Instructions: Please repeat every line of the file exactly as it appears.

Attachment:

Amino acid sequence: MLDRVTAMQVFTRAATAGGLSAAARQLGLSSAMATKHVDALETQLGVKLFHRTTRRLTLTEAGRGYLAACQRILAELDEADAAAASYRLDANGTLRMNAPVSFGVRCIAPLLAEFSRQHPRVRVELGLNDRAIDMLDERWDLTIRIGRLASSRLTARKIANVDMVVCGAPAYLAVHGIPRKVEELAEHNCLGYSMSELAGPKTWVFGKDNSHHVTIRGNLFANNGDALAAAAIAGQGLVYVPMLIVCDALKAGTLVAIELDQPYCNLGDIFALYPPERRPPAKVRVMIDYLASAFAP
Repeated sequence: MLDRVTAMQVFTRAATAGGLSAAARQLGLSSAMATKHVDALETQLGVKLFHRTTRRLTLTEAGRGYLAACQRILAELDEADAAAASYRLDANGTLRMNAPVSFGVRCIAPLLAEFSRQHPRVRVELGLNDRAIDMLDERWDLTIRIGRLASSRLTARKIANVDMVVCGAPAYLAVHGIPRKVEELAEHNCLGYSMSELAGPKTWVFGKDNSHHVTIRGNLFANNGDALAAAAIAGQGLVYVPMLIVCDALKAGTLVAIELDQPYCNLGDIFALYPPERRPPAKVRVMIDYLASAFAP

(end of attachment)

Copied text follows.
Amino acid sequence: MLDRVTAMQVFTRAATAGGLSAAARQLGLSSAMATKHVDALETQLGVKLFHRTTRRLTLTEAGRGYLAACQRILAELDEADAAAASYRLDANGTLRMNAPVSFGVRCIAPLLAEFSRQHPRVRVELGLNDRAIDMLDERWDLTIRIGRLASSRLTARKIANVDMVVCGAPAYLAVHGIPRKVEELAEHNCLGYSMSELAGPKTWVFGKDNSHHVTIRGNLFANNGDALAAAAIAGQGLVYVPMLIVCDALKAGTLVAIELDQPYCNLGDIFALYPPERRPPAKVRVMIDYLASAFAP
Repeated sequence: MLDRVTAMQVFTRAATAGGLSAAARQLGLSSAMATKHVDALETQLGVKLFHRTTRRLTLTEAGRGYLAACQRILAELDEADAAAASYRLDANGTLRMNAPVSFGVRCIAPLLAEFSRQHPRVRVELGLNDRAIDMLDERWDLTIRIGRLASSRLTARKIANVDMVVCGAPAYLAVHGIPRKVEELAEHNCLGYSMSELAGPKTWVFGKDNSHHVTIRGNLFANNGDALAAAAIAGQGLVYVPMLIVCDALKAGTLVAIELDQPYCNLGDIFALYPPERRPPAKVRVMIDYLASAFAP